Positive psychology is a rigorous academic field that encompasses character strengths, positive relationships, positive experiences, and positive institutions. It is the scientific study of what makes life most worth living – and maintains that what is good in life is as genuine as what is bad.
Although positive psychology focuses on what goes right in life, it doesn’t ignore what goes wrong. As Drs. Peterson and Seligman wrote in Character Strengths and Virtues, “There is a temptation to regard positive psychology as focusing on the stress-free individual, but this is a mistake… In accentuating the positive, we cannot ignore the negative. Conditions of adversity, whether external or internal, must be part of what we address in discussing character strengths.”
Positive Psychology’s Six Virtues
Virtues are core aspects of human excellence that allow us to survive and thrive. Researchers found six core virtues to be ubiquitous across cultures. The 24 character strengths are organized under the six virtues of: wisdom and knowledge; humanity; justice; courage; temperance; and transcendence.
- Wisdom and Knowledge – Strengths of wisdom and knowledge are cognitive strengths related to the acquisition and use of information. Strengths comprised in this virtue are creativity, curiosity, open-mindedness, love of learning, and perspective.
- Humanity – Strengths of humanity involve caring interpersonal relationships with others, particularly in one-to-one relationships. Strengths comprised in this virtue are love, kindness, and social intelligence.
- Justice – Strengths of justice refer to the optimal relationship between the individual and the group or community, rather than the more one-to-one relationships in the humanity virtue. Strengths comprised in this virtue are teamwork, fairness, and leadership.
- Courage – Strengths of courage involve applying will and fortitude in overcoming internal or external resistance to accomplish goals. Strengths comprised in this virtue are bravery, perseverance, integrity, and enthusiasm.
- Temperance – Strengths of temperance protect us from excess. Strengths comprised in this virtue are forgiveness, humility, prudence, and self-control.
- Transcendence – Strengths of transcendence allow people to rise above their troubles and find meaning in the larger universe. Strengths of transcendence are appreciation of beauty and excellence, purpose, gratitude, optimism, and humor.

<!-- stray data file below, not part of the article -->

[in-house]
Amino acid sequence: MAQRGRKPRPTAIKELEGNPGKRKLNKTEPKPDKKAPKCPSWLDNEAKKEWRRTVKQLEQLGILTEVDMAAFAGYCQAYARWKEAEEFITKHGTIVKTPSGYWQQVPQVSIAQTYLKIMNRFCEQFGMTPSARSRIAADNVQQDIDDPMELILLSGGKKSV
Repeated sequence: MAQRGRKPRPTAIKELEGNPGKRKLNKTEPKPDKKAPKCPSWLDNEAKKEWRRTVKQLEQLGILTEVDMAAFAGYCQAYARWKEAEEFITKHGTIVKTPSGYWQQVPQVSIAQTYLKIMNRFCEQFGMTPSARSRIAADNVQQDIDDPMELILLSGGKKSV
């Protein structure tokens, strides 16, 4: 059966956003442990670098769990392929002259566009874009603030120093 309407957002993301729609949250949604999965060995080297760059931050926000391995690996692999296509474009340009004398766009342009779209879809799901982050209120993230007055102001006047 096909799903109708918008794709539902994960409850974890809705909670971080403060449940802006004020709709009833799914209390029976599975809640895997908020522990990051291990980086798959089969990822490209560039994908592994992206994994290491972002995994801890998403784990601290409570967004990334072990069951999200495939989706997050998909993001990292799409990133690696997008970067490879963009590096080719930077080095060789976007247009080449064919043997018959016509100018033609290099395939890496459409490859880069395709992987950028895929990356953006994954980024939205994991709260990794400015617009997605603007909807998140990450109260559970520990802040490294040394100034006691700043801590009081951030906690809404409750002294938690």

Positive Psychology’s 24 Character Strengths
Character Strength Definitions
Appreciation of Beauty & Excellence
You notice and value the world’s beauty and people’s skills. You don’t take things for granted.
You act with mental, moral, or physical strength even when you know things are difficult or scary.
You come up with new and original ways to think about and do things.
You like exploration and discovery. You ask lots of questions because you want to learn more about anything and everything.
You approach life with excitement and energy. You energize people around you.
You believe that all people have value. You approach situations with an unbiased mindset and treat everyone with respect.
You forgive those who have done wrong. You accept that people make mistakes.
You are aware of and thankful for good things that happen.
You do not seek the spotlight. You let your actions speak for themselves.
You like to laugh and bring smiles to other people.
You are honest and speak the truth. You present yourself genuinely and sincerely.
You are generous to others and you are never too busy to help out. You enjoy doing good deeds for other people.
You value each member of your group and inspire people to do their best.
You value close relationships with others and being close to people.
Love of Learning
You master new skills and topics on your own or in school.
You like to consider new ideas and try new things. You examine things from all sides and don’t jump to conclusions.
You expect the best from the future and work to achieve it.
You complete what you start despite obstacles. You never give up.
You appreciate that people see things in different
ways. You have the ability to understand the world
from multiple points of view.
You plan for the future and achieve your goals by making careful everyday choices.
You have beliefs about the meaning of life and your life’s purpose. You seek to be part of something greater than yourself.
You have the ability to control your emotions and behaviors. You think before you act.
You are aware of other people’s thoughts and feelings. You understand why they do things.
You work well as a member of a group or team. You are loyal, reliable, and dedicated to helping your team achieve its goals.
P2 Character Cards (1-Page Overviews)
P2 Character Cards are a completely open (public) resource. They provide a 1-page, detailed look at each character strength. These are available as weblinks and as PDF downloads from our searchable/sortable Resource Library. You can directly link any of these cards right into Google Classroom or send home links directly. Many P2 teachers use these cards regularly in the classroom, and we can’t overstate the value that we see in Partner Schools sending these home with students and parents.